The American food system needs an upgrade.
A food system includes all activities involved in the production, processing, distribution, selling, and eating of food. The ways we relate with our food touch nearly every part of our lives, and each of the areas encompassed by a food system have tremendous impacts on the health and vitality of neighborhoods and individuals. There are lots of exciting initiatives going on throughout the nation (and the world, for that matter) addressing all of the various parts of the food system. One part of the food system that we think is prime for disruptions is food access.
Food access is what it sounds like- people’s ability to access safe, affordable and healthy foods. If you’ve spent any time in lower-income neighborhoods, you know this is an issue.
Public health professionals have long believed that ZIP code is at least as important as race, age and genetics in determining a person’s health. And they’re right: much of a person’s ability to access food is affected by their geographic location, their access to reliable transportation and their income level. Both urban and rural areas of the US have food access challenges. One way these access issues manifest is through food deserts and food swamps.
What are Food Deserts?
The White House estimates that, as of 2010, over 23.5 million Americans (including 6.5 million children) currently live in food deserts. So what is a “food desert”, exactly?
The USDA defines a “food desert” as, “a low income census tract where a substantial number or share of residents has low access to a supermarket or large grocery store.” The USDA has specific definitions for what qualifies a census tract as “low income.” “Low access” is defined as well, in part by how many supermarkets or large grocery stores are located within 1 mile of a neighborhood. (Get all the details here.)
Why should we care if folks live in a food desert?
It makes intuitive sense that the first step in eating healthy food is being able to get your hands on it. Depending on your transportation options, getting to a grocery store more than a mile away may prove discouragingly difficult, if not impossible. (Do you live in a food desert? Check out this interactive map.) Advocates of “re-storing” the food deserts assert that getting fresh, affordable and appealing food options into neighborhoods that are lacking them is an essential first step in helping Americans reclaim their health.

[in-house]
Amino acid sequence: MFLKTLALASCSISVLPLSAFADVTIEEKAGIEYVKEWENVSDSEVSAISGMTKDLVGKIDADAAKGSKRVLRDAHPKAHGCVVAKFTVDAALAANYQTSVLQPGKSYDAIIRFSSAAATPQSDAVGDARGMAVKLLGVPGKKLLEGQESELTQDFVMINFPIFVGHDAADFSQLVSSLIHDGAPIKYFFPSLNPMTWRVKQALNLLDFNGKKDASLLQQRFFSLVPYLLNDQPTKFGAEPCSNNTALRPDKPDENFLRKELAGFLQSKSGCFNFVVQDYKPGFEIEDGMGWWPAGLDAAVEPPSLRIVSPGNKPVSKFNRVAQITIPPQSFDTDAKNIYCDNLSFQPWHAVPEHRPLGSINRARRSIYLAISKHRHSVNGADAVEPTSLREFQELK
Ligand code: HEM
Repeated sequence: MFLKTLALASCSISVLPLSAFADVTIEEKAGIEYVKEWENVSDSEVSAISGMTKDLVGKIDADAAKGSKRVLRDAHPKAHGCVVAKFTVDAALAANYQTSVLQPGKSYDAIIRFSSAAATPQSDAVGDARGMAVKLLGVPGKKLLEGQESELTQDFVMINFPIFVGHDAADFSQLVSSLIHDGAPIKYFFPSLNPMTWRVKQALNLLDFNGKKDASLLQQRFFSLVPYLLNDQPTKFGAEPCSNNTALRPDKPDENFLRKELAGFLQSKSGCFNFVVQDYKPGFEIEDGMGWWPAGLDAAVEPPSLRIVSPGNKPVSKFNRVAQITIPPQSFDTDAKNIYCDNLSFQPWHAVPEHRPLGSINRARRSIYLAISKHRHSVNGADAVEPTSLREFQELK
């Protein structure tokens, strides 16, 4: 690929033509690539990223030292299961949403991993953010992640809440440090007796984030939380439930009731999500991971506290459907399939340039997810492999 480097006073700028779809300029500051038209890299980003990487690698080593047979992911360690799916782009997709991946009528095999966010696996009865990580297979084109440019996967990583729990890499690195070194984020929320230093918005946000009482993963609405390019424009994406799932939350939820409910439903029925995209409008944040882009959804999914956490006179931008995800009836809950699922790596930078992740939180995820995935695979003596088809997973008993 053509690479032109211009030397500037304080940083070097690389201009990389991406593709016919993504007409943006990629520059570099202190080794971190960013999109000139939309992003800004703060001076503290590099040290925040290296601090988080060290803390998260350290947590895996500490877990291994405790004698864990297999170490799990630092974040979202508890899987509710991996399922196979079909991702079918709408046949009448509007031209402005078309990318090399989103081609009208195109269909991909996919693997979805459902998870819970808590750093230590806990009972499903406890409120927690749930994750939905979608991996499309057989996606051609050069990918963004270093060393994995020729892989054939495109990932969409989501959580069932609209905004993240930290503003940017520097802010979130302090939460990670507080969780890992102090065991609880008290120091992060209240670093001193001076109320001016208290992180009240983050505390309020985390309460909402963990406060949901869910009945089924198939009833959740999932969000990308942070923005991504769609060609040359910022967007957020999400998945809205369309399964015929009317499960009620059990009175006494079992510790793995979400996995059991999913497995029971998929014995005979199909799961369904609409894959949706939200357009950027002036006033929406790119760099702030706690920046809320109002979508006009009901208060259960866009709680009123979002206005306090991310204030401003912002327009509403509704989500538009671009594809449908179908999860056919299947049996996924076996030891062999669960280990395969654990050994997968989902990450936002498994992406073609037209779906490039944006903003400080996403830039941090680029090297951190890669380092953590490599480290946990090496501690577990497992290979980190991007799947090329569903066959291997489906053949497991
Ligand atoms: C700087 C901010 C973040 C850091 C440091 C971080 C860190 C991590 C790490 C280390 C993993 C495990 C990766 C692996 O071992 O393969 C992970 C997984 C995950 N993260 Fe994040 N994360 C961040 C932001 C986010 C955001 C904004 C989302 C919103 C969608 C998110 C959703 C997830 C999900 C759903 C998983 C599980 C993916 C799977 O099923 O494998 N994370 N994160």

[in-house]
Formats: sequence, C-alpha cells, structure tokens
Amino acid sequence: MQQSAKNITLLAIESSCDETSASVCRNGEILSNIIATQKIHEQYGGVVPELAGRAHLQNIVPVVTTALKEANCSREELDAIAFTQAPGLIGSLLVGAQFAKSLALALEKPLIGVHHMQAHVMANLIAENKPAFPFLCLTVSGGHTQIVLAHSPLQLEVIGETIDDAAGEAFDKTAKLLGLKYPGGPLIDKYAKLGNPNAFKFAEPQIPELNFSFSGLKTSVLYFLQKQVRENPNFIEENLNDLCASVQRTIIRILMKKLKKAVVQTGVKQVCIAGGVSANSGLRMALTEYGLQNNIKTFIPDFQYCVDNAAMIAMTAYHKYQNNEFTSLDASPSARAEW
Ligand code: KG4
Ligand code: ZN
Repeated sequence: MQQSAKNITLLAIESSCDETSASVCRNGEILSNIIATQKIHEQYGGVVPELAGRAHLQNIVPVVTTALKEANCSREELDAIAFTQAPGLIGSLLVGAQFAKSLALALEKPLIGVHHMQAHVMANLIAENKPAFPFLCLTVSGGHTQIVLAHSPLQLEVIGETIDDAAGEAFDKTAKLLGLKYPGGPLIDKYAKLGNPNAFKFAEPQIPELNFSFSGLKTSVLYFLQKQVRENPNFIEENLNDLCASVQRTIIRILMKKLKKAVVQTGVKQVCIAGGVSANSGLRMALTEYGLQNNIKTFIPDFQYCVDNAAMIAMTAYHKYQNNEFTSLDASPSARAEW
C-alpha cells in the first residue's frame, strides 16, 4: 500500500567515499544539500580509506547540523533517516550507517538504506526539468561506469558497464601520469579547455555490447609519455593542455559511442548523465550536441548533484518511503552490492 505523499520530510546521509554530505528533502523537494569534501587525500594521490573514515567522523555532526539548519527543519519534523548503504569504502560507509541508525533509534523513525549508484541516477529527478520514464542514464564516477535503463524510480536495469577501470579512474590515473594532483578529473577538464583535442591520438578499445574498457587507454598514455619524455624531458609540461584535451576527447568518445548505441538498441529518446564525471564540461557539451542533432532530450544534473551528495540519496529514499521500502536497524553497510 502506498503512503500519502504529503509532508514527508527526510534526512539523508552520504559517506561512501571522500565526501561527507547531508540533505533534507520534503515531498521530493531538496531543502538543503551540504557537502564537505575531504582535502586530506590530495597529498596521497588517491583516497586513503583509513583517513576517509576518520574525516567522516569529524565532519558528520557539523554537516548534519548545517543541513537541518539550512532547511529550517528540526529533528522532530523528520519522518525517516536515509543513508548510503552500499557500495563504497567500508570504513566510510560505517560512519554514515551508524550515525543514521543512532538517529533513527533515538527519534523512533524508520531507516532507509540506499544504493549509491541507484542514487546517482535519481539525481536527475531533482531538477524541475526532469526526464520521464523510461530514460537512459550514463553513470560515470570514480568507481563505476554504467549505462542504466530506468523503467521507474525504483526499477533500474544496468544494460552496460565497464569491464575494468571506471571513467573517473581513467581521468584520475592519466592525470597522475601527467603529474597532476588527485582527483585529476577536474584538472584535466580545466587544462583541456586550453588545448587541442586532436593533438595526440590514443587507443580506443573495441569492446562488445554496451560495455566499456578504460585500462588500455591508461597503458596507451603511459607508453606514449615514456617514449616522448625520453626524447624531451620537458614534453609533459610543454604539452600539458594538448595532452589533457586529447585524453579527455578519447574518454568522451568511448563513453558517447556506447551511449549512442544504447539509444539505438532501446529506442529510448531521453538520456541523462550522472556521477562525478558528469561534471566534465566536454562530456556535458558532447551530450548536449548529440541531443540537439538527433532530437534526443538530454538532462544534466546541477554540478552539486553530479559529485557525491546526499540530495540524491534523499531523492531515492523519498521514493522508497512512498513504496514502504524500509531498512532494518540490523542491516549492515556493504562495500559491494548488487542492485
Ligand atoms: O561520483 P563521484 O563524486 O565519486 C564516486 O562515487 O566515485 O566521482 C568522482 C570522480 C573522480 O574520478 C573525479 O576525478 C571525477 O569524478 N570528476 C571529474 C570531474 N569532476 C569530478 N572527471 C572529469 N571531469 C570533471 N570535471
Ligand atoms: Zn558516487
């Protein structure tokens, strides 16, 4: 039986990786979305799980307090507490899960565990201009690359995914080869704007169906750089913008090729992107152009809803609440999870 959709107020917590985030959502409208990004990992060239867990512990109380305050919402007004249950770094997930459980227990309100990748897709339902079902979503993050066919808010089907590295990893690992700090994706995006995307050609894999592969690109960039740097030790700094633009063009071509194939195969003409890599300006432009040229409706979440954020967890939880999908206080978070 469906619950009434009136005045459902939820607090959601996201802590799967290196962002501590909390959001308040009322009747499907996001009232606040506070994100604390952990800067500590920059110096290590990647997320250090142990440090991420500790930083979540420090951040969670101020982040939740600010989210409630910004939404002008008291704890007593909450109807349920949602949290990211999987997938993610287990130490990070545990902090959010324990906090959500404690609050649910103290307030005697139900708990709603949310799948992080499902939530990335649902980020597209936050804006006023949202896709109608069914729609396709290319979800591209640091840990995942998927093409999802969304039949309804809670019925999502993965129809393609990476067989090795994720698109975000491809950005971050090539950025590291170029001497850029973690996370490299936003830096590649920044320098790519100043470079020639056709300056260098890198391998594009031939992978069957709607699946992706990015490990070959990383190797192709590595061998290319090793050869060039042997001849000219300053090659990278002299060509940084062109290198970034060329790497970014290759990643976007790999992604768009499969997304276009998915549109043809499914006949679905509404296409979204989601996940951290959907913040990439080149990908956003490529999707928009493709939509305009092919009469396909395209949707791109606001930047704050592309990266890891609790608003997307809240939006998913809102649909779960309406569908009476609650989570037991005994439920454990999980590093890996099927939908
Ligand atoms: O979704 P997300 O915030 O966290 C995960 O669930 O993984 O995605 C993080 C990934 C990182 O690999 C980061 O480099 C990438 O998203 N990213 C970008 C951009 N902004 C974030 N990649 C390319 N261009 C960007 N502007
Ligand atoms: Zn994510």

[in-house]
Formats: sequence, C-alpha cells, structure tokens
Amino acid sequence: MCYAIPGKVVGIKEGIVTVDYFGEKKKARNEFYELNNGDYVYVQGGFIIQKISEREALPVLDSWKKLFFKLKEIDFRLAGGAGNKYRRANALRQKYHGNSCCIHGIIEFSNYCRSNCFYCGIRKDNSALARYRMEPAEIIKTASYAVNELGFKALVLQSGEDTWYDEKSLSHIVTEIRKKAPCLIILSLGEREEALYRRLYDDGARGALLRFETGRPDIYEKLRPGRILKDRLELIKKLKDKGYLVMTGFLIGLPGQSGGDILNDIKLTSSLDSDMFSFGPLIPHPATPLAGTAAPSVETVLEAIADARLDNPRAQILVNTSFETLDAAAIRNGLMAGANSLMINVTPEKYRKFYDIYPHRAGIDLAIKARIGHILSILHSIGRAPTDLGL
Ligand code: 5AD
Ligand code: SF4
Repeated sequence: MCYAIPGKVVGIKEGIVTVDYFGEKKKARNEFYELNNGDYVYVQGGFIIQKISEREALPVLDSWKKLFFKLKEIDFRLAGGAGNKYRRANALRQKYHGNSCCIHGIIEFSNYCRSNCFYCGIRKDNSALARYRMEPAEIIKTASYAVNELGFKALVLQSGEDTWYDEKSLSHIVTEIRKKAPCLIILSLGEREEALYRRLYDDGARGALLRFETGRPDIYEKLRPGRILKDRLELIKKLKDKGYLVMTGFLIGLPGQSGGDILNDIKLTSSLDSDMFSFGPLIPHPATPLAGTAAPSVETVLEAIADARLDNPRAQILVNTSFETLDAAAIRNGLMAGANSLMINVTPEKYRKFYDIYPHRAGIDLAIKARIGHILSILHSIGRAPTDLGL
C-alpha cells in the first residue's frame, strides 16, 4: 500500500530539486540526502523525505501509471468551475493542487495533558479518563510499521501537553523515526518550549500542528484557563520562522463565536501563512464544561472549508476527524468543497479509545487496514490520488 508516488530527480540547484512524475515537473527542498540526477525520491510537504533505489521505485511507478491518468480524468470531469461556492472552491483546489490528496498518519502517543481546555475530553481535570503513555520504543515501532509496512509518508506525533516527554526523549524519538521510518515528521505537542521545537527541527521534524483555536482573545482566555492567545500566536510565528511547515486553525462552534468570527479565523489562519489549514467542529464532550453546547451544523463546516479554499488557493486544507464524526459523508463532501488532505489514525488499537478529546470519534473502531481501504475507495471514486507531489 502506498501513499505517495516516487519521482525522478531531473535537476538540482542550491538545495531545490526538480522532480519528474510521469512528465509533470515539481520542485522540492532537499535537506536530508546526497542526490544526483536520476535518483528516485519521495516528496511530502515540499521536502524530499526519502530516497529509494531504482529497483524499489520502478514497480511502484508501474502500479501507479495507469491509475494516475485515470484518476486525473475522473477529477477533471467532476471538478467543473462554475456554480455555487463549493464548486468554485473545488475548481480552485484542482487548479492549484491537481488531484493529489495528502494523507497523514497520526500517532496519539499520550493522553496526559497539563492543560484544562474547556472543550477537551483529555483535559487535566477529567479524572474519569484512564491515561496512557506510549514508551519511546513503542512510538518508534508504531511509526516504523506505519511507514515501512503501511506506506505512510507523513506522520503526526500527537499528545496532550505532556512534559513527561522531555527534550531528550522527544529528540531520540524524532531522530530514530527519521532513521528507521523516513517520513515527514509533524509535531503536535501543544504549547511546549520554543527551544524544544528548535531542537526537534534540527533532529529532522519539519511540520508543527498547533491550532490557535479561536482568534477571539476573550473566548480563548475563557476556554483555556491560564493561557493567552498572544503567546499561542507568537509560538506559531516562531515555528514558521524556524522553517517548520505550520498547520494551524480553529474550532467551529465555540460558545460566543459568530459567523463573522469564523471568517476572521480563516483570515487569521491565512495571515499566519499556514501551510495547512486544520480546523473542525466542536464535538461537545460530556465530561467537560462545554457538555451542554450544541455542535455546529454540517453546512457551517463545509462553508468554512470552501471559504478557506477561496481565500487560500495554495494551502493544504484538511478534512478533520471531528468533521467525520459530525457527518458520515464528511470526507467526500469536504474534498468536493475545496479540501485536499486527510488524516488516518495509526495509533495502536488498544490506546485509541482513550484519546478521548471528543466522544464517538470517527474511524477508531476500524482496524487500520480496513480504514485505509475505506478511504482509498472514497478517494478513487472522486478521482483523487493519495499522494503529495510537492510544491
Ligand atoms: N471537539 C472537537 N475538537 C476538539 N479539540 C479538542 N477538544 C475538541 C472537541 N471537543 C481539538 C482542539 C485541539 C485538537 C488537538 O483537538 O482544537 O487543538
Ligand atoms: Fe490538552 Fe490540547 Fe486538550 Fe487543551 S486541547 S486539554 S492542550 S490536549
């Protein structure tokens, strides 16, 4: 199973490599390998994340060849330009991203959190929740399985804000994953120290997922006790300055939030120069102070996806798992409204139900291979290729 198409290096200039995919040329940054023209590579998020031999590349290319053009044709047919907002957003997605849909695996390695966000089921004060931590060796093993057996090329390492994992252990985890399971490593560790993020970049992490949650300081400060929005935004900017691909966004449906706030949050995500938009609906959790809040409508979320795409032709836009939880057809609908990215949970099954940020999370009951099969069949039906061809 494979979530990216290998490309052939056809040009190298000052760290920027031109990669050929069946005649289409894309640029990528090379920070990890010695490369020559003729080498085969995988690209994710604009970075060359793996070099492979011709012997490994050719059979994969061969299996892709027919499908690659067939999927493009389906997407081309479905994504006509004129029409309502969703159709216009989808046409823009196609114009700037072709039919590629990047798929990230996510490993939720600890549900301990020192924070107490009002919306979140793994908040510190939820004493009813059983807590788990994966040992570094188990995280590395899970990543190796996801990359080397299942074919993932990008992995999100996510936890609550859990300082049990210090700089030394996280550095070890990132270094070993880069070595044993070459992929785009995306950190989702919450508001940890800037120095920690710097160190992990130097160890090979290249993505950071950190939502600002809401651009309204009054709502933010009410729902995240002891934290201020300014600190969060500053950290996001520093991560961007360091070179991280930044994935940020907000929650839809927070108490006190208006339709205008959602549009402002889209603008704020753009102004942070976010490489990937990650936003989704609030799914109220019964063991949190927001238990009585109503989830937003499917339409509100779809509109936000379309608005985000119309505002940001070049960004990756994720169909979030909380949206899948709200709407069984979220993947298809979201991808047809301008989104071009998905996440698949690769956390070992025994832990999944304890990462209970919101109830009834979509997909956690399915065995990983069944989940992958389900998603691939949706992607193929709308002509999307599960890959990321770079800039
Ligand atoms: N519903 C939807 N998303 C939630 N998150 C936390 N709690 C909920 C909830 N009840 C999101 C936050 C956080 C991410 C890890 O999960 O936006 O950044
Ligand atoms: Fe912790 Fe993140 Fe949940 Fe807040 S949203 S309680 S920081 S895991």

So, I get the idea of a Food Desert… but what is a Food Swamp?
A food swamp is an area where there’s an overabundance of high-energy, low nutrient foods (read: fast food) compared to healthy food options. Low-income communities are usually the swampiest, with nearly twice the number of fast food restaurants and convenience stores as wealthier neighborhoods. Even in neighborhoods with grocery stores, the plethora of low nutrient options in a food swamp can crowd out healthier options, particularly for kids and busy families. This is a problem because there are clear relationships between high levels of access to fast food and negative health outcomes such as weight gain (even to the point of obesity).
What’s crazy is that an area can be both a food desert and a food swamp. Think back to that low income neighborhood in your city: all the fast food chains provide cheaper and more convenient food options than the single stack of bananas at the gas station.
What we are doing?
We are working on building a food delivery program. This programs will provide fully nutritious meals for radically affordable prices. The goal is to be able to feed a grown person 5 times a day (3 full meals, 2 snacks) for $15/day. While, we can't offer our food delivery program for that price yet, we are getting closer every day. We are currently working on making recipes, making deals with suppliers, and researching distribution methods. We fully believe that this food program could have a significant impact on the health of areas with inadequate access to healthy food.